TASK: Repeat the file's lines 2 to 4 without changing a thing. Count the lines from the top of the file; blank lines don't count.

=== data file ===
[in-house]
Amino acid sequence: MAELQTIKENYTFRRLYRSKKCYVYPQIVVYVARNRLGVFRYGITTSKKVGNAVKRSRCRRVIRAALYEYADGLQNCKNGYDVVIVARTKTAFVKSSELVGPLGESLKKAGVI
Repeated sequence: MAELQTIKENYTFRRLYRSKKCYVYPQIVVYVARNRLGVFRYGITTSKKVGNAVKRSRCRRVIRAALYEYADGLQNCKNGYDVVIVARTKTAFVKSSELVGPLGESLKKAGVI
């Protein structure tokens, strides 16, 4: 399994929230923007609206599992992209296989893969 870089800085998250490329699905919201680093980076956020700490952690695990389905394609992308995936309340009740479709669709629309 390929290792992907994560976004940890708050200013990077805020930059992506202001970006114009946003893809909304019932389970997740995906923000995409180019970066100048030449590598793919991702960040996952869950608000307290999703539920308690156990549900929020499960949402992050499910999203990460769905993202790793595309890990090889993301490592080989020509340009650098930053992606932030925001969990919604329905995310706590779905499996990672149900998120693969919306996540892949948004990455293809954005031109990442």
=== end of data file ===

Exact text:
Amino acid sequence: MAELQTIKENYTFRRLYRSKKCYVYPQIVVYVARNRLGVFRYGITTSKKVGNAVKRSRCRRVIRAALYEYADGLQNCKNGYDVVIVARTKTAFVKSSELVGPLGESLKKAGVI
Repeated sequence: MAELQTIKENYTFRRLYRSKKCYVYPQIVVYVARNRLGVFRYGITTSKKVGNAVKRSRCRRVIRAALYEYADGLQNCKNGYDVVIVARTKTAFVKSSELVGPLGESLKKAGVI
């Protein structure tokens, strides 16, 4: 399994929230923007609206599992992209296989893969 870089800085998250490329699905919201680093980076956020700490952690695990389905394609992308995936309340009740479709669709629309 390929290792992907994560976004940890708050200013990077805020930059992506202001970006114009946003893809909304019932389970997740995906923000995409180019970066100048030449590598793919991702960040996952869950608000307290999703539920308690156990549900929020499960949402992050499910999203990460769905993202790793595309890990090889993301490592080989020509340009650098930053992606932030925001969990919604329905995310706590779905499996990672149900998120693969919306996540892949948004990455293809954005031109990442």